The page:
Meanwhile, typing became more cumbersome on mobile, as did copy and pasting links without multiple browser tabs on screen at once. When we’re out on the go living life, we have more vivid, urgent things to share anyways.
So, presented with the terrifying fact that its main content sharing medium was woefully ill-equipped for the shift from keyboards to cameras, Facebook did what it’s best at: adapting, even if its users don’t always like it.
- Millions protested against the News Feed when it launched. But Facebook knew social networks would become more about sharing with others than just manicuring our own profiles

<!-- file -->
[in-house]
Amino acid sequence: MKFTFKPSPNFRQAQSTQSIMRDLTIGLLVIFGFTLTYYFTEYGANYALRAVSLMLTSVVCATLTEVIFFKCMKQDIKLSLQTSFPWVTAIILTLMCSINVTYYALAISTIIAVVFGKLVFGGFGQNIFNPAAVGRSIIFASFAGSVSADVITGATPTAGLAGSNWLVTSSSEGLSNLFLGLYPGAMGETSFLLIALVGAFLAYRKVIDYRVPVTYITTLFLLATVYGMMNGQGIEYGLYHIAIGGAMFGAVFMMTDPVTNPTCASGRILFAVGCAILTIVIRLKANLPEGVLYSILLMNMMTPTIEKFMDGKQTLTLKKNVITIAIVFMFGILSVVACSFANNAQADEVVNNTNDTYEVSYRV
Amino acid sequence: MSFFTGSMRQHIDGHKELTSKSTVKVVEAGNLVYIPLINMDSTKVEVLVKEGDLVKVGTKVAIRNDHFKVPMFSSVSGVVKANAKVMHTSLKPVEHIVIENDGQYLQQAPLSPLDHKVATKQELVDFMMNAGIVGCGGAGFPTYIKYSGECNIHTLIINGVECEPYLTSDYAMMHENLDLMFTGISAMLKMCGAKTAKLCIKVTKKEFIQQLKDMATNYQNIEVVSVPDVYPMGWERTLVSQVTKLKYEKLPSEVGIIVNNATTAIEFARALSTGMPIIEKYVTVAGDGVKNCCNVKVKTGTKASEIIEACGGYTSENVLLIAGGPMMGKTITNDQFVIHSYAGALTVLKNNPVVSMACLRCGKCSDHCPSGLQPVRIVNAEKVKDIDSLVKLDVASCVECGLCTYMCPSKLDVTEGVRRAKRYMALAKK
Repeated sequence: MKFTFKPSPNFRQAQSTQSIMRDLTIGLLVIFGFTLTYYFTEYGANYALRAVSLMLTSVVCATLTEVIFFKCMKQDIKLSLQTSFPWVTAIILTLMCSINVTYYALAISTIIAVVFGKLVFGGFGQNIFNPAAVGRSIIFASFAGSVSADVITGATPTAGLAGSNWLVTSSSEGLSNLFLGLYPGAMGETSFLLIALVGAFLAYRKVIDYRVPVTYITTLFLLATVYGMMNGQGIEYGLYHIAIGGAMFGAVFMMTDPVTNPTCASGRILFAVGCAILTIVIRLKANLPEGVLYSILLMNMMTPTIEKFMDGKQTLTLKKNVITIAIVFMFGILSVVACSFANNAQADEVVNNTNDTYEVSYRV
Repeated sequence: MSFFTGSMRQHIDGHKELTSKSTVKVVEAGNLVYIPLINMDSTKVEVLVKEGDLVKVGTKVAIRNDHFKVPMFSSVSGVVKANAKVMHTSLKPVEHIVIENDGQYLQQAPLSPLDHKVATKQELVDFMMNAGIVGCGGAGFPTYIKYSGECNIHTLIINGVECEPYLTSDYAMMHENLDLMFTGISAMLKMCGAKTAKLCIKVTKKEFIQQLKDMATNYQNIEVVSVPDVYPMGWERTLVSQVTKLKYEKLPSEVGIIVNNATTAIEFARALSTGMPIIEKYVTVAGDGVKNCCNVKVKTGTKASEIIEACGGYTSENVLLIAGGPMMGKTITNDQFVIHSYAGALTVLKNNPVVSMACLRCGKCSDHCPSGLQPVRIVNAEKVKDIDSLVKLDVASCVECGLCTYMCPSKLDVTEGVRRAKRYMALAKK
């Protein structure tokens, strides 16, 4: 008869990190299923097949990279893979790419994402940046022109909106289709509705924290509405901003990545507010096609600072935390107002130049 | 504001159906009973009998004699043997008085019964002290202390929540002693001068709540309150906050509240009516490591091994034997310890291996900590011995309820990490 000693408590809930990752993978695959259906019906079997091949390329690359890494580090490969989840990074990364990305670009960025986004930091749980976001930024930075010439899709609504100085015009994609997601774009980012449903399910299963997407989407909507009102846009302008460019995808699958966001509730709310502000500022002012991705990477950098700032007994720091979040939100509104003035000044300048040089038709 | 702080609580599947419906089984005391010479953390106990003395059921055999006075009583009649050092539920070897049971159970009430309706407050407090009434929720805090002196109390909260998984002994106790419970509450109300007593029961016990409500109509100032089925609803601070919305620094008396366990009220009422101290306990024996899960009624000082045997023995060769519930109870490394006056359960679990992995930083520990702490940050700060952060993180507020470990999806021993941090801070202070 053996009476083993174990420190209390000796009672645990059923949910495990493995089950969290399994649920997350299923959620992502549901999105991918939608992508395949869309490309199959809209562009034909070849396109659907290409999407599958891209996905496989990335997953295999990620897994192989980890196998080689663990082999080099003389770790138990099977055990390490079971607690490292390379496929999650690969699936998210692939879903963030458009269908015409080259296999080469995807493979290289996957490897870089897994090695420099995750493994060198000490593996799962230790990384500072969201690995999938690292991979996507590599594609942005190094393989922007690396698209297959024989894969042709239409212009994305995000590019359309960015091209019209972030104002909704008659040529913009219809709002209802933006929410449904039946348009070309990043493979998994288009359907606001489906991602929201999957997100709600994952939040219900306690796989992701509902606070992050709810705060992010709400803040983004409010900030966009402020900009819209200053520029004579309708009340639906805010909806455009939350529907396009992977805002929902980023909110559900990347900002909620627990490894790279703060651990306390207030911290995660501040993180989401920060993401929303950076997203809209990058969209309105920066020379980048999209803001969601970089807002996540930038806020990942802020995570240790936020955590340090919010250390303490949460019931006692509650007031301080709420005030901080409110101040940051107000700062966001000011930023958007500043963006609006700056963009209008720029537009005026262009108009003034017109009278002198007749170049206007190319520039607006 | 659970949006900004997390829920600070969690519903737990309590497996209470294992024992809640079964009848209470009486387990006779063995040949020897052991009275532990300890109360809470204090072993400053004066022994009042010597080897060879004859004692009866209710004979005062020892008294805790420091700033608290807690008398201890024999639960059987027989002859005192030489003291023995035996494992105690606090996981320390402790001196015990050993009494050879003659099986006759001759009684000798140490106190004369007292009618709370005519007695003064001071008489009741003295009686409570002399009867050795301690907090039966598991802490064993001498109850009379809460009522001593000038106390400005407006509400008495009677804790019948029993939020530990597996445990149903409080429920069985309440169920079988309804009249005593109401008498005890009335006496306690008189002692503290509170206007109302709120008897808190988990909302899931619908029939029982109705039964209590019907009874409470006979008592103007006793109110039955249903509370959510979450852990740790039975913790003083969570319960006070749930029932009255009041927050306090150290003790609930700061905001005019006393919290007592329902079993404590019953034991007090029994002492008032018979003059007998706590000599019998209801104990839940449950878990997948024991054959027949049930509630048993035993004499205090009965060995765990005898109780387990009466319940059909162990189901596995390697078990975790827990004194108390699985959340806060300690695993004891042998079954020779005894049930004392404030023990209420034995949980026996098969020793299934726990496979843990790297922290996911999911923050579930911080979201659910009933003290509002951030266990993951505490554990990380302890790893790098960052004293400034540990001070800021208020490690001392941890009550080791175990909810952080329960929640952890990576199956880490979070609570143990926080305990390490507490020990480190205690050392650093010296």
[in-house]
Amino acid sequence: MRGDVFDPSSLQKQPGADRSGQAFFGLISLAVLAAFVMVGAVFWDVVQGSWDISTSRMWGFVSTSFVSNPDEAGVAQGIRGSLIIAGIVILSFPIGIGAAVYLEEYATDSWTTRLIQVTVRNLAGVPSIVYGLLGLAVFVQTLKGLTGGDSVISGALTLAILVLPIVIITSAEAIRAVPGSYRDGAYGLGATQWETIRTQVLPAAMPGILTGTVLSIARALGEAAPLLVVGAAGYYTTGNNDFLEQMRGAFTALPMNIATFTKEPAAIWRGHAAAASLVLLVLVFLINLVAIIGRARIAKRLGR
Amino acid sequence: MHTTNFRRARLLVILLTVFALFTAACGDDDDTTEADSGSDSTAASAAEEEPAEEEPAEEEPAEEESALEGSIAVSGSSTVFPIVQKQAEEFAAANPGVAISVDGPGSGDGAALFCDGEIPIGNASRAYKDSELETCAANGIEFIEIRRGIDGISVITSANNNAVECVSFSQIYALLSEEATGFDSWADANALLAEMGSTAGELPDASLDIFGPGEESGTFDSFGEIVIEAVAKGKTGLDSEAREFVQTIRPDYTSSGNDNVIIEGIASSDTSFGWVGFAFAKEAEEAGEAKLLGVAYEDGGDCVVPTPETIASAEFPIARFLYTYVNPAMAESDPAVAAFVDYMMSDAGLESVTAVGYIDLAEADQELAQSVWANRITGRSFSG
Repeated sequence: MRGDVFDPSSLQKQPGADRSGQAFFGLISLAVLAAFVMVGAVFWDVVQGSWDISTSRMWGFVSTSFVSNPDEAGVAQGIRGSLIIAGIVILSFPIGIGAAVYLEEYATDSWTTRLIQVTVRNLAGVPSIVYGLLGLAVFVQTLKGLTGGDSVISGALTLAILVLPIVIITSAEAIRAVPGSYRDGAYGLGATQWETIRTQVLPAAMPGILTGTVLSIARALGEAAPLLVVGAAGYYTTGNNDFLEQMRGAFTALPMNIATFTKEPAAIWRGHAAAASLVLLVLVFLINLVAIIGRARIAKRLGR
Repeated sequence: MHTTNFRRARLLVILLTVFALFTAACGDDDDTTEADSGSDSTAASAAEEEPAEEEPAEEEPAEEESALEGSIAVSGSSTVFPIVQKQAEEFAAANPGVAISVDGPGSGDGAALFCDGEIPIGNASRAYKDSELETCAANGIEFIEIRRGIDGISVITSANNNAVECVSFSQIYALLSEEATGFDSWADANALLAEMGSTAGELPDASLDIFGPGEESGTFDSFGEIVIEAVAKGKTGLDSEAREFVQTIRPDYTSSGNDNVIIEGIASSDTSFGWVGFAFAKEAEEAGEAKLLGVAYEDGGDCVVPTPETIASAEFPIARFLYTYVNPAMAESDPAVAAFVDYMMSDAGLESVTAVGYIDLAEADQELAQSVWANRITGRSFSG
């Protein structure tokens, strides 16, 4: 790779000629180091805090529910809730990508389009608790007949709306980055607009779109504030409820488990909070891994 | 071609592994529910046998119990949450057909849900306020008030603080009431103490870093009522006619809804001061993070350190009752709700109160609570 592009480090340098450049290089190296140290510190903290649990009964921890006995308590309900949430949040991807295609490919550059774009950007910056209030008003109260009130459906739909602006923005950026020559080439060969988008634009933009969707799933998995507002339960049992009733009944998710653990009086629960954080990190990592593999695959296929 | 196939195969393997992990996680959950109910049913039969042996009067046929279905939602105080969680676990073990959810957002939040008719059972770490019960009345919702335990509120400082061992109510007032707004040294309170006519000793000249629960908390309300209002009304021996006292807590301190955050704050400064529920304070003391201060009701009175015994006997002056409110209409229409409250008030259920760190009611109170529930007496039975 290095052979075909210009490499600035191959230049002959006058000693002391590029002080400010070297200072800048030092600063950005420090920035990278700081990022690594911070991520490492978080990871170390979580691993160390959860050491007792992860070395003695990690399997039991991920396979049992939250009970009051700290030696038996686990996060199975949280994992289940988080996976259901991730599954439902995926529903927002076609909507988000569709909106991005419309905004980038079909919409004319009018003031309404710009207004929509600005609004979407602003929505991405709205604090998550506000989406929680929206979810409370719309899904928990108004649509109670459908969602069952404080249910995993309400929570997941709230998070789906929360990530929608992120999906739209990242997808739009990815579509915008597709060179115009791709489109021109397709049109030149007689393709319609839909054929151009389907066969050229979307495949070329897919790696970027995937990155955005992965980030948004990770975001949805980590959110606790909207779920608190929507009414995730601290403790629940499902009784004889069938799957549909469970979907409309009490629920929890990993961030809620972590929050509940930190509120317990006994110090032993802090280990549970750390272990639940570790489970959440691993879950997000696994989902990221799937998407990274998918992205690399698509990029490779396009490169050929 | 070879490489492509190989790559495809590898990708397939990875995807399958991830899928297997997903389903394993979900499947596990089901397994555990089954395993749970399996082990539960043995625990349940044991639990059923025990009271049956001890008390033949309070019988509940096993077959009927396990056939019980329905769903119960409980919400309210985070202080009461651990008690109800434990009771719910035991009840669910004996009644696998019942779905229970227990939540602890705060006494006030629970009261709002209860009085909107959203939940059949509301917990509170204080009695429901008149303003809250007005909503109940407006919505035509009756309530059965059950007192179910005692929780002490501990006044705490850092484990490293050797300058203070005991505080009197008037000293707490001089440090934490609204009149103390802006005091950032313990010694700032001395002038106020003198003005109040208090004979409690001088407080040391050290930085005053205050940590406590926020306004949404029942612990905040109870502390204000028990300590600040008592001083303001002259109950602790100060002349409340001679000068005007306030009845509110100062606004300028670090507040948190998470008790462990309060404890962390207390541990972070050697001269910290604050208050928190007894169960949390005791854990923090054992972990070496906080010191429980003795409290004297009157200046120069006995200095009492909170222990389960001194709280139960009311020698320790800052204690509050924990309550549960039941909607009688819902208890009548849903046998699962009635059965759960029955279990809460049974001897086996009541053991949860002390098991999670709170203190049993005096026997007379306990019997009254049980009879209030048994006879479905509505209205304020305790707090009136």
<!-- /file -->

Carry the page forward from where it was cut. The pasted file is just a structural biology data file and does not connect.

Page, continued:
- After some huge missteps where it tried to just wrap its old website in an app via HTML5, Facebook made mobile the focus of its product and engineering teams and all its users followed
- When Facebook first recognized the dawn of the camera phone 1.0 era, it wisely bought Instagram even though it was already building a Facebook Camera app
- Facebook split chat off of its main app and forced people to download Messenger separately. Legions of users complained they didn’t want another Facebook app…until they realized just how much they’d be messaging and that saving those few extra taps each time was critical.
Now, Facebook’s apps are adapting to Stories, because it’d rather be called a copy-cat than a has-been.